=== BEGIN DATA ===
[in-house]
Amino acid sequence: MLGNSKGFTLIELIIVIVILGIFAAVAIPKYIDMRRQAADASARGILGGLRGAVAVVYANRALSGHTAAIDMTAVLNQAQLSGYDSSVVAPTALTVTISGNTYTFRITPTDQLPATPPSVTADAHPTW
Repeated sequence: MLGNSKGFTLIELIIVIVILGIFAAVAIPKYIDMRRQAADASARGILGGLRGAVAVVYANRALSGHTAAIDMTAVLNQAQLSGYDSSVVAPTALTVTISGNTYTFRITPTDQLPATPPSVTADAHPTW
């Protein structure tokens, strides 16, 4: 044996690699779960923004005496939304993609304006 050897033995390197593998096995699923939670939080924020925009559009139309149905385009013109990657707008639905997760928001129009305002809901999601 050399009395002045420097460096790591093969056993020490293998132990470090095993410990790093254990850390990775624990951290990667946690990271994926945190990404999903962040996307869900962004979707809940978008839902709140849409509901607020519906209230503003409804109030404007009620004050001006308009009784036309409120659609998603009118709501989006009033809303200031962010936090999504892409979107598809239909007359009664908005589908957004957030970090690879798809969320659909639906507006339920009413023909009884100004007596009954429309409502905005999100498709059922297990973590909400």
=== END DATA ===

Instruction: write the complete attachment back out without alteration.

[in-house]
Amino acid sequence: MLGNSKGFTLIELIIVIVILGIFAAVAIPKYIDMRRQAADASARGILGGLRGAVAVVYANRALSGHTAAIDMTAVLNQAQLSGYDSSVVAPTALTVTISGNTYTFRITPTDQLPATPPSVTADAHPTW
Repeated sequence: MLGNSKGFTLIELIIVIVILGIFAAVAIPKYIDMRRQAADASARGILGGLRGAVAVVYANRALSGHTAAIDMTAVLNQAQLSGYDSSVVAPTALTVTISGNTYTFRITPTDQLPATPPSVTADAHPTW
């Protein structure tokens, strides 16, 4: 044996690699779960923004005496939304993609304006 050897033995390197593998096995699923939670939080924020925009559009139309149905385009013109990657707008639905997760928001129009305002809901999601 050399009395002045420097460096790591093969056993020490293998132990470090095993410990790093254990850390990775624990951290990667946690990271994926945190990404999903962040996307869900962004979707809940978008839902709140849409509901607020519906209230503003409804109030404007009620004050001006308009009784036309409120659609998603009118709501989006009033809303200031962010936090999504892409979107598809239909007359009664908005589908957004957030970090690879798809969320659909639906507006339920009413023909009884100004007596009954429309409502905005999100498709059922297990973590909400």